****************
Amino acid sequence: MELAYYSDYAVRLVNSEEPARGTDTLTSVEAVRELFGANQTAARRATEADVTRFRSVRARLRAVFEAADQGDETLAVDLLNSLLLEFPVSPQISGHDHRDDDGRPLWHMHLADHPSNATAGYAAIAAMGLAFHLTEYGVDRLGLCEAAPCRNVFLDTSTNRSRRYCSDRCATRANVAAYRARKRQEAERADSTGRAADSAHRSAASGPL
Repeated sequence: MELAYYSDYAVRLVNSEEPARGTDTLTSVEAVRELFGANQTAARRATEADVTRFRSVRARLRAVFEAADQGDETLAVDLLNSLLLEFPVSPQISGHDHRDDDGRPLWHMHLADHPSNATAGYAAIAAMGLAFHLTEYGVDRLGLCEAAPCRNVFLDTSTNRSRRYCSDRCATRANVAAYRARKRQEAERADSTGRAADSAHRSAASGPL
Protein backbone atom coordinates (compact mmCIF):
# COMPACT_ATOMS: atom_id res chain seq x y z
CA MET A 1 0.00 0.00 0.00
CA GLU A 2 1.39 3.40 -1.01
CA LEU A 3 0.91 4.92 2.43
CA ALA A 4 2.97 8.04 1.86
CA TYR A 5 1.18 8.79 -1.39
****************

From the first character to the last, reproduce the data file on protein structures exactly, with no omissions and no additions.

Amino acid sequence: MELAYYSDYAVRLVNSEEPARGTDTLTSVEAVRELFGANQTAARRATEADVTRFRSVRARLRAVFEAADQGDETLAVDLLNSLLLEFPVSPQISGHDHRDDDGRPLWHMHLADHPSNATAGYAAIAAMGLAFHLTEYGVDRLGLCEAAPCRNVFLDTSTNRSRRYCSDRCATRANVAAYRARKRQEAERADSTGRAADSAHRSAASGPL
Repeated sequence: MELAYYSDYAVRLVNSEEPARGTDTLTSVEAVRELFGANQTAARRATEADVTRFRSVRARLRAVFEAADQGDETLAVDLLNSLLLEFPVSPQISGHDHRDDDGRPLWHMHLADHPSNATAGYAAIAAMGLAFHLTEYGVDRLGLCEAAPCRNVFLDTSTNRSRRYCSDRCATRANVAAYRARKRQEAERADSTGRAADSAHRSAASGPL
Protein backbone atom coordinates (compact mmCIF):
# COMPACT_ATOMS: atom_id res chain seq x y z
CA MET A 1 0.00 0.00 0.00
CA GLU A 2 1.39 3.40 -1.01
CA LEU A 3 0.91 4.92 2.43
CA ALA A 4 2.97 8.04 1.86
CA TYR A 5 1.18 8.79 -1.39